Children and teens who are given alcohol by their parents are twice as likely to be drinking full serves of alcohol by age 15 or 16, but are much less likely to binge drink, a UNSW study shows.
The four-year study of nearly 2,000 children and their parents found parental supply of alcohol doubled the likelihood the teens would be drinking full serves of alcohol a year later. Getting alcohol from other sources, such as peers or other adults, also doubled the chance of the adolescents going on to drink full serves.
But those children who got alcohol from sources other than their parents were three times more likely to binge drink. As well as being less likely to binge, the adolescents given alcohol by their parents also typically drank less on any drinking occasion than those supplied by their peers or others.
The study was prompted by widespread interest in what is known as the “European model” of introducing children to alcohol – where children are offered sips of alcohol by their parents from a young age.
UNSW Professor Richard Mattick, a lead author of the study published in the British journal Psychological Medicine, says some people believe the European model is protective of later harmful drinking. “There is a body of research indicating the adolescent brain is still developing well into the early 20s and alcohol may interfere with optimum development,” says Mattick, a Principal NHMRC Research Fellow at the National Drug and Alcohol Research Centre.
“But also we know parents want to do the right thing by their children and there has been anecdotal evidence that children introduced to alcohol by their parents, as is common in some European cultures, may be less likely to develop problems with alcohol.”
Mattick and colleagues from universities in Perth and Tasmania recruited 1,927 adolescents from schools in Sydney, Perth and Tasmania and followed them for four years from Year 7.
“There is research indicating the adolescent brain is still developing into the early 20s.”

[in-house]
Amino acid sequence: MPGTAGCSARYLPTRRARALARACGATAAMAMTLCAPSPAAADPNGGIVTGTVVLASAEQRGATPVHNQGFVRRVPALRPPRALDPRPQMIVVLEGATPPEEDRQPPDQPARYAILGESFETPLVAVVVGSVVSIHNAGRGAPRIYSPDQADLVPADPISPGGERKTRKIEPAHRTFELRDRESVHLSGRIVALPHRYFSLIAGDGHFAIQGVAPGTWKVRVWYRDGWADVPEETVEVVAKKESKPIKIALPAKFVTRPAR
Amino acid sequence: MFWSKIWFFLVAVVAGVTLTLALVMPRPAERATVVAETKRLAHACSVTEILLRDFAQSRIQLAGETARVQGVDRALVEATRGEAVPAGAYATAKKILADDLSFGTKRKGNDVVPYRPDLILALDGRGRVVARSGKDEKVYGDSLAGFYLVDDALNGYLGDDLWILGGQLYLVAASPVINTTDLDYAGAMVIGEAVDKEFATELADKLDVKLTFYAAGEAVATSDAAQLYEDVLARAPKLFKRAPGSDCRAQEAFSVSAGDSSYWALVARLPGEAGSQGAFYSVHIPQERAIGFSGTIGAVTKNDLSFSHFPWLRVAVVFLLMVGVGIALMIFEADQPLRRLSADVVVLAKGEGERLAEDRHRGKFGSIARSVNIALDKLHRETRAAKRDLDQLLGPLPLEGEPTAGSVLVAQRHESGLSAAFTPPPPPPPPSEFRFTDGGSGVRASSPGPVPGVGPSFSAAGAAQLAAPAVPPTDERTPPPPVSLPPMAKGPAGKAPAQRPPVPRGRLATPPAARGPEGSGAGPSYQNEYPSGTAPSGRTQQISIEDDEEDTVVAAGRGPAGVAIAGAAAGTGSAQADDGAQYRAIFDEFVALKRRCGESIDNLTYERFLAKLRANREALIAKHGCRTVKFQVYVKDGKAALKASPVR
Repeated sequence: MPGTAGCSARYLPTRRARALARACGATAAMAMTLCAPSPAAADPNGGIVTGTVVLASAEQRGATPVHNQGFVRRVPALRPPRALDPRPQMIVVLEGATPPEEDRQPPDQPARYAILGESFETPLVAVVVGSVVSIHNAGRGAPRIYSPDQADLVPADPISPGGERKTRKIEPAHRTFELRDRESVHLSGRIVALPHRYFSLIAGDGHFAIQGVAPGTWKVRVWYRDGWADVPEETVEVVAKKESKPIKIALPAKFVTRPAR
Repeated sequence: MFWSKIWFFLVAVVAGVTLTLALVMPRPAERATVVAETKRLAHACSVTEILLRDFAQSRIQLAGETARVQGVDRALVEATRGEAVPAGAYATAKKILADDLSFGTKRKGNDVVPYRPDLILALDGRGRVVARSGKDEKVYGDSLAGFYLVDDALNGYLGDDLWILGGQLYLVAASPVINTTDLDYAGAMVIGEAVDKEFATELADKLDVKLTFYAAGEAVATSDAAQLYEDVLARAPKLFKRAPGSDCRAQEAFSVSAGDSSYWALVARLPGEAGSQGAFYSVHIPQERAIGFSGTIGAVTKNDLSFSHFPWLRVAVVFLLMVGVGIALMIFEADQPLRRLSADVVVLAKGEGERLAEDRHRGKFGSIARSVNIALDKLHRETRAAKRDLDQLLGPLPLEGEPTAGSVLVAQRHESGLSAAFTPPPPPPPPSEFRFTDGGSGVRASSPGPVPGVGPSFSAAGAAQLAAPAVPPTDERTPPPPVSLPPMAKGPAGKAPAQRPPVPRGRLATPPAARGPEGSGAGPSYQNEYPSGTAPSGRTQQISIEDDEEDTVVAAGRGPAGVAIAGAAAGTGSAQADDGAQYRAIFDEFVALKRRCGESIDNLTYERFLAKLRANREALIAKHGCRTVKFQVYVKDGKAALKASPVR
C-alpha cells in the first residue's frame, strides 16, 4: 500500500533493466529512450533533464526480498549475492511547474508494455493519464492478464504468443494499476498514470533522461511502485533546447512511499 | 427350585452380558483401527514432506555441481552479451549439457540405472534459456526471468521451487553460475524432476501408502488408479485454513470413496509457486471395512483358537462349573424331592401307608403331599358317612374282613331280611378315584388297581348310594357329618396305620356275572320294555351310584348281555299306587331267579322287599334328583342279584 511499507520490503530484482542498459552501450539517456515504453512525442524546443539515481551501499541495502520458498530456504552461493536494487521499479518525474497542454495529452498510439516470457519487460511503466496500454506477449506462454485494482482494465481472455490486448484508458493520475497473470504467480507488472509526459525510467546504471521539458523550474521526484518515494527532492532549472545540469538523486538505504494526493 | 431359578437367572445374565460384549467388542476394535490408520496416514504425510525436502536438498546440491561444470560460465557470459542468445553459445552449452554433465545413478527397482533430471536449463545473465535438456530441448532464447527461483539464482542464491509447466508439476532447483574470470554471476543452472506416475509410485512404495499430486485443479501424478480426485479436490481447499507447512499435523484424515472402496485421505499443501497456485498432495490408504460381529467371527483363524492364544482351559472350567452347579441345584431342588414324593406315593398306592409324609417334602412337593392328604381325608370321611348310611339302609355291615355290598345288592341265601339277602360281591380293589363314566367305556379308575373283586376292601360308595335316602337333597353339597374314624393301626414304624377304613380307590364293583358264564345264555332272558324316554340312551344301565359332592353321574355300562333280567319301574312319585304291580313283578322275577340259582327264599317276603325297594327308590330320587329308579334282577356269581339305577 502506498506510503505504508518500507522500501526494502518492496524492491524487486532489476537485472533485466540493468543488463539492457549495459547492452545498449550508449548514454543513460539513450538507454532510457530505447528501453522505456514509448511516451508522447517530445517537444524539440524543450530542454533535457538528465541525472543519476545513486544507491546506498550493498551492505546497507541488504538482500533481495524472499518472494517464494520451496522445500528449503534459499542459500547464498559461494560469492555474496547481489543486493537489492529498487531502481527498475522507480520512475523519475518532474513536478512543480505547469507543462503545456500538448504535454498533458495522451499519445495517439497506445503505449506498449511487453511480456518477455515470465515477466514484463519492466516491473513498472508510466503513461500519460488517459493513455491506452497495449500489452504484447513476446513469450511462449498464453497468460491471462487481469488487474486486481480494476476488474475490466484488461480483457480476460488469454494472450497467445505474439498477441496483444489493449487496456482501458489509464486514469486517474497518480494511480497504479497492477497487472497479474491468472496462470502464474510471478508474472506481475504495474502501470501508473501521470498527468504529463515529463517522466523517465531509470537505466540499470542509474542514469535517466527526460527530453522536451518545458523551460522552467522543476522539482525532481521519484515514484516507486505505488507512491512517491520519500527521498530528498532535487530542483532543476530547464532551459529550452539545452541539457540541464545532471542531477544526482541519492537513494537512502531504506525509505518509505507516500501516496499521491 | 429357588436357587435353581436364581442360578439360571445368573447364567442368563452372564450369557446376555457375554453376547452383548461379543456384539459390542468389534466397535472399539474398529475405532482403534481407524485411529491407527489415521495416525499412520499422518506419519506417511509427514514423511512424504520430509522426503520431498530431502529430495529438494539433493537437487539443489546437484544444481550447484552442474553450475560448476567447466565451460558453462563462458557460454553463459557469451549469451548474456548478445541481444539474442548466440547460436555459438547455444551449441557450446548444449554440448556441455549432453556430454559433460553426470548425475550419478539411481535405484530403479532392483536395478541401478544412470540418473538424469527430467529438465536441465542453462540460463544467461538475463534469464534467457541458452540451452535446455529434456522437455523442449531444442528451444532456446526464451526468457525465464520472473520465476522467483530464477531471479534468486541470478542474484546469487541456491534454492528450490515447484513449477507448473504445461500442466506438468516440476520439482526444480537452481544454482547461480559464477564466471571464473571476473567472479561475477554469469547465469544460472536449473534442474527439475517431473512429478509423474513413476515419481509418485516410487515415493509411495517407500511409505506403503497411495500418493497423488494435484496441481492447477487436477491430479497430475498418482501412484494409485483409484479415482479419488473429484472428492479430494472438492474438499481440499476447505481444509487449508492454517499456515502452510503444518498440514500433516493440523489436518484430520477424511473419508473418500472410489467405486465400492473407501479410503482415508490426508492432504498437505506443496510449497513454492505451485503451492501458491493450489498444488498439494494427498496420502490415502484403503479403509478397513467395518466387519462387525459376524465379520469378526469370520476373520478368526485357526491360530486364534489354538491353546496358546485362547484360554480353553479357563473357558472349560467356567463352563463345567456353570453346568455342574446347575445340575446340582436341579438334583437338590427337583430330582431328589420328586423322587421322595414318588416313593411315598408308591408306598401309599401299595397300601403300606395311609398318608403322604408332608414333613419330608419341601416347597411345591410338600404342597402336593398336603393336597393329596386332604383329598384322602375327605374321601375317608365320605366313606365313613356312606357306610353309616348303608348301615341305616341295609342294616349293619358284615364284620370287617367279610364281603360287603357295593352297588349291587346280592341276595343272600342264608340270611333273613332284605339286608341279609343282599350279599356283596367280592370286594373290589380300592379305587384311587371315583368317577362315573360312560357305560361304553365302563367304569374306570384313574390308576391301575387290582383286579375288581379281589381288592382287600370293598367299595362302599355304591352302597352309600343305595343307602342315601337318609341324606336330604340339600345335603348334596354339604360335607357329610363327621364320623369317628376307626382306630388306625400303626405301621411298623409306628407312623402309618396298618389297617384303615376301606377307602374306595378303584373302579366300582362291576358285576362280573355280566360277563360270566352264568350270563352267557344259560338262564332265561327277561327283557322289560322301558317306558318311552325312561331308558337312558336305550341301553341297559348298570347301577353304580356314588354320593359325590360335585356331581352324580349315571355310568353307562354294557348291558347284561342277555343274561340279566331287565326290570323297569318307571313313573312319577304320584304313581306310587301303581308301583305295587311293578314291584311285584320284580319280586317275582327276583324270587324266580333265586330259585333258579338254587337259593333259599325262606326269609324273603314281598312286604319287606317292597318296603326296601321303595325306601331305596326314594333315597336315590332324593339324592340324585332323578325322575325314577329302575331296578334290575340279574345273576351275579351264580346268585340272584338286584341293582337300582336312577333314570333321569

The team measured the teenagers’ consumption of whole drinks, their binge drinking (more than four drinks on any occasion) and the source of alcohol supply – parent, peers or other adults. One parent of each child was also surveyed annually as part of the study, with the questionnaires being sent separately to avoid bias.
A number of other factors that earlier studies have found are associated with adolescent drinking (such as family alcohol use, family structure and conflict, and individual personality traits) were taken into account.
Mattick says the results painted a nuanced and complex picture for parents. “On the one hand parents who supply alcohol to their children may be relieved that they are significantly less likely to engage in harmful behaviour, such as binge drinking, compared with those who obtain alcohol from other sources, probably as they are drinking more in front of their parents, so drink less on a given occasion,” he says.
“However, given that children supplied alcohol by their parents were twice as likely to be drinking full serves a year later as their peers who were not given alcohol by their parents, the results suggest that parents who supply alcohol, even with the best intentions, are likely to accelerate their child’s drinking and be laying down the potential for future harms.
“There may be later harms that are not yet obvious, and we are aware that early initiation of drinking is strongly associated with later alcohol use problems in adulthood – delay is the best strategy.”